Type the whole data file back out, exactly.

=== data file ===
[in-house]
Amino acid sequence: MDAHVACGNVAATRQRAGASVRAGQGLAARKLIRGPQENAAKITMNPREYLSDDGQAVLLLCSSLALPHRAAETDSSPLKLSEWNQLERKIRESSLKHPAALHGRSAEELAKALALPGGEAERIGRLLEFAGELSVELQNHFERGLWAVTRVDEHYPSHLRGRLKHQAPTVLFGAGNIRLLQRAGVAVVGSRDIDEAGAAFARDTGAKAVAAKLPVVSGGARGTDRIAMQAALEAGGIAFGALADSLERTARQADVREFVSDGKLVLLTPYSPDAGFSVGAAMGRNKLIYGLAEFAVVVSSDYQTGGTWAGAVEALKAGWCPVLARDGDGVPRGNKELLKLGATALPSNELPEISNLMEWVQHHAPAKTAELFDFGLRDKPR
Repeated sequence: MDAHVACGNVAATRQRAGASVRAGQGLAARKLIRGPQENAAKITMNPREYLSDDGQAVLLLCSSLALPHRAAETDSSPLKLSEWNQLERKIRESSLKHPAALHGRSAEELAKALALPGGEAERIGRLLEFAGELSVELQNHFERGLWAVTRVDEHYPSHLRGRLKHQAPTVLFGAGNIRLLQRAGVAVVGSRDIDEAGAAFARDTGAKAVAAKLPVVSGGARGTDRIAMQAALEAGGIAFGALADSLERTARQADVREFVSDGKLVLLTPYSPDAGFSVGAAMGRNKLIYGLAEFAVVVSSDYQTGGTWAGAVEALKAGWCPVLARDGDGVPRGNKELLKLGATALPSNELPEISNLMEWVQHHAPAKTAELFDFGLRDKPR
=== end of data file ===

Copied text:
[in-house]
Amino acid sequence: MDAHVACGNVAATRQRAGASVRAGQGLAARKLIRGPQENAAKITMNPREYLSDDGQAVLLLCSSLALPHRAAETDSSPLKLSEWNQLERKIRESSLKHPAALHGRSAEELAKALALPGGEAERIGRLLEFAGELSVELQNHFERGLWAVTRVDEHYPSHLRGRLKHQAPTVLFGAGNIRLLQRAGVAVVGSRDIDEAGAAFARDTGAKAVAAKLPVVSGGARGTDRIAMQAALEAGGIAFGALADSLERTARQADVREFVSDGKLVLLTPYSPDAGFSVGAAMGRNKLIYGLAEFAVVVSSDYQTGGTWAGAVEALKAGWCPVLARDGDGVPRGNKELLKLGATALPSNELPEISNLMEWVQHHAPAKTAELFDFGLRDKPR
Repeated sequence: MDAHVACGNVAATRQRAGASVRAGQGLAARKLIRGPQENAAKITMNPREYLSDDGQAVLLLCSSLALPHRAAETDSSPLKLSEWNQLERKIRESSLKHPAALHGRSAEELAKALALPGGEAERIGRLLEFAGELSVELQNHFERGLWAVTRVDEHYPSHLRGRLKHQAPTVLFGAGNIRLLQRAGVAVVGSRDIDEAGAAFARDTGAKAVAAKLPVVSGGARGTDRIAMQAALEAGGIAFGALADSLERTARQADVREFVSDGKLVLLTPYSPDAGFSVGAAMGRNKLIYGLAEFAVVVSSDYQTGGTWAGAVEALKAGWCPVLARDGDGVPRGNKELLKLGATALPSNELPEISNLMEWVQHHAPAKTAELFDFGLRDKPR